GM Funding of Climate Change-Denying Heartland Institute Creates Outrage With Environmentalists
The recent disclosure that General Motors' charitable arm has funded a think tank skeptical of climate change fueled an outcry among environmentalists. Now, an environmental group says it has collected 10,000 signatures urging the automaker to stop funding the Chicago-based Heartland Institute.
Internal documents leaked in February show that the General Motors Foundation -- which the automaker says is funded separately from business operations -- donated to the institute $15,000 in both 2010 and 2011, with another $15,00 expected in 2012.
Heartland, which identifies itself as a free-market think tank, has questioned the consensus around global warming through its newsletters, web site, and the support of scientists. Last year, the tagline for its annual conference on the subject was "Global Warming: Was It Ever Really A Crisis?"
GM spokesman Greg Martin said the automaker's charitable arm supports groups which "foster careful and thoughtful debate."
"We don't necessarily see eye-to-eye with all these groups on all these issues," he said. "But we try to take a position of engagement rather than building walls."
All donations go through an annual review process, he said, and the automaker is currently assessing its funding for the Heartland Institute, as it does every year.
The bulk of Heartland's funding comes from one anonymous donor, who has given the group $11 million since 2007.
Non-profit groups are not legally obligated to reveal their donors. In the past, Heartland has been transparent about its funding, posting a list of contributors on its web site, but took it down in 2004.
"Critics who couldn't or wouldn't engage in fair debate over our ideas found the donor list a convenient place to find the names of unpopular companies or foundations, which they used in ad hominem attacks against us," the institute wrote after taking down the list. "After much deliberation and with some regret, we now keep confidential the identities of all our donors."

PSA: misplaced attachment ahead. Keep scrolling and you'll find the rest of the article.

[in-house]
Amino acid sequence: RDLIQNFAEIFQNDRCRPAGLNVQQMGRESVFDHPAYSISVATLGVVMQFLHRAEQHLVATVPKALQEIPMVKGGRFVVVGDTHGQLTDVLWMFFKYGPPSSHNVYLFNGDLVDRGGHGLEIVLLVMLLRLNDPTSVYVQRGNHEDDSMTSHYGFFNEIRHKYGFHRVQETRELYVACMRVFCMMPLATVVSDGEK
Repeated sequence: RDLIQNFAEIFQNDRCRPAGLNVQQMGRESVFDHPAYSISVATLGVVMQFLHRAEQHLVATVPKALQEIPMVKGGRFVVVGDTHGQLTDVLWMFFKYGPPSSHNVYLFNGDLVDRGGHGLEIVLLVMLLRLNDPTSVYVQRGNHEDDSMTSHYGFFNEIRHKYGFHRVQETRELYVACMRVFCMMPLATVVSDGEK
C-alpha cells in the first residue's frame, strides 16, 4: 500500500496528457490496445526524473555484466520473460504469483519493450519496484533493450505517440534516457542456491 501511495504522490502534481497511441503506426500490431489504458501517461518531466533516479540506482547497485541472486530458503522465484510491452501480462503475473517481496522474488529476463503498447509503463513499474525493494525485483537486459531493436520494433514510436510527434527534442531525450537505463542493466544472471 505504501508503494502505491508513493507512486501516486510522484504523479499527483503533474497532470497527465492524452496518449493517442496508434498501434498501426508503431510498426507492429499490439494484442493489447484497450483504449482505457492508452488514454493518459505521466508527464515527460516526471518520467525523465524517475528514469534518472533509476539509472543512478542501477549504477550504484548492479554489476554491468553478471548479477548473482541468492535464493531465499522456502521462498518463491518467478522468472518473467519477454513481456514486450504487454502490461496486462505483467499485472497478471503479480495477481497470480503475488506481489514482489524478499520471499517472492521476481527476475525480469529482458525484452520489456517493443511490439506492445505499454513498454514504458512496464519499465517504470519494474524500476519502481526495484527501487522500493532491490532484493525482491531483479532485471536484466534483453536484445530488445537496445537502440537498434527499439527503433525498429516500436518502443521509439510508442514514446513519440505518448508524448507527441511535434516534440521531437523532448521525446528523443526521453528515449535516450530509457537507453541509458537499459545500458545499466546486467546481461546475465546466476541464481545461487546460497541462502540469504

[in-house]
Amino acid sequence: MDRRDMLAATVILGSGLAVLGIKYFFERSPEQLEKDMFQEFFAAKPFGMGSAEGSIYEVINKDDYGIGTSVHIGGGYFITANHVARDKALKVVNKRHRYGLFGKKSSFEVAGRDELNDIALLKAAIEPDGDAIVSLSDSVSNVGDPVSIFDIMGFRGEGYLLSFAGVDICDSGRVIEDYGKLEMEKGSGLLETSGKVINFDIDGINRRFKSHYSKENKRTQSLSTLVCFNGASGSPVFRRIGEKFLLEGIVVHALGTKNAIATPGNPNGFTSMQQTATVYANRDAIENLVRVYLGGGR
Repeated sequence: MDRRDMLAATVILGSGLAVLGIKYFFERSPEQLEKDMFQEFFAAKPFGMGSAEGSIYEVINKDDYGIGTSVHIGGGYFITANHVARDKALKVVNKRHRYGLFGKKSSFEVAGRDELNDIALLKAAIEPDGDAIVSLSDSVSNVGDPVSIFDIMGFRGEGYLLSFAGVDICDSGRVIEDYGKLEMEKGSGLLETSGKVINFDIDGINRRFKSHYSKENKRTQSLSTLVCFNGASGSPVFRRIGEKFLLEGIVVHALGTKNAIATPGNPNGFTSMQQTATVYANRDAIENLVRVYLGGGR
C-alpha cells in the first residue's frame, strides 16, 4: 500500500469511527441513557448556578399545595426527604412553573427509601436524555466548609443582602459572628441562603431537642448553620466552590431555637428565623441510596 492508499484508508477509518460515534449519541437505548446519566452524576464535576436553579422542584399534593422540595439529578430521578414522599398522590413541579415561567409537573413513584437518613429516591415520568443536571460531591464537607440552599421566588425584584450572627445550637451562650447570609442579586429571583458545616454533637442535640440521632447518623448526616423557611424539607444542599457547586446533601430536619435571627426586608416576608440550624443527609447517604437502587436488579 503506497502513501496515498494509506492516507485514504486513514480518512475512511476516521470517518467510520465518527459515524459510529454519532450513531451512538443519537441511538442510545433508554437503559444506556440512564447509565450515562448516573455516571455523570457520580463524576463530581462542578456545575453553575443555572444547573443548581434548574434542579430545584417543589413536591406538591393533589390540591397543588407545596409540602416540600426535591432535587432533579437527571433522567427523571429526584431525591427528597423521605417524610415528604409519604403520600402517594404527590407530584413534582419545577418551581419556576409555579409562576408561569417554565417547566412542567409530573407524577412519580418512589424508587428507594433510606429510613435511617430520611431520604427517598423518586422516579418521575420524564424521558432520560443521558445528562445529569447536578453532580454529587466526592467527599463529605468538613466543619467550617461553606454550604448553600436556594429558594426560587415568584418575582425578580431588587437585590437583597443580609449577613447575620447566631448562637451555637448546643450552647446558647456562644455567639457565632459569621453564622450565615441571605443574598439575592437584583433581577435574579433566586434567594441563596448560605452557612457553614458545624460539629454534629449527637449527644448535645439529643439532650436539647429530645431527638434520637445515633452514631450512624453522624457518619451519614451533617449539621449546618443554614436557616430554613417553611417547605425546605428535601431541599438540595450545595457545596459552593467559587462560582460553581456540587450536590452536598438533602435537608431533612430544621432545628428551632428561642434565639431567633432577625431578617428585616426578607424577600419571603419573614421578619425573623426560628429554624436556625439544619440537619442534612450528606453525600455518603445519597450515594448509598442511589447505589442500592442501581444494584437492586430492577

GM is not the only automaker to fund Heartland: Ford and Chrysler have also contributed to the institute.
Forecast The Facts, an environmental group which encourages TV meteorologists to talk about global warming in broadcasts, supported the petition-signing efforts urging GM to stop funding the Heartland Institute. The donation is a "contradiction to GM's public stance on climate change and its effort to reinvent itself around cars like the Chevy Volt," said Daniel Souweine, Forecast The Facts' campaign manager. "When taxpayers bailed out GM, this is not where they were expecting their money to go."
But GM's inconsistent positions on climate change should not be entirely surprising. Until 2010, one of the automaker's top executives was a vocal opponent of climate change. Bob Lutz, who retired from GM as vice chairman and who is credited with developing the advanced hybrid Chevy Volt, has called global warming a "total crock."
"The oceans were going to get hot. The Florida Keys are supposed to have disappeared by now," he said last week on HBO's "Real Time With Bill Maher." Lutz said he's so confident that global warming isn't happening, he bought a house in the Keys, quipping "It's supposed to be gone by now."
Jim Lakely, a spokesman for Heartland, told The Huffington Post that the group does not deny the science behind climate change. "We are doing everything we can to promote scientific debate and public understanding of this important and complex topic," he said. The group does not identify donors "in order to keep the focus on the issues we address," he said.
As to the scandal behind the documents, a statement on the institute's website says that the internal documents were stolen by someone posing as a member of the board, who asked for the material to be sent to a new email account. Since then, Peter Gleick, president and co-founder of the Pacific Institute, a climate research group, has confessed to the stunt , adding that he regrets his actions.
This story has been updated with a comment from the Heartland Institute.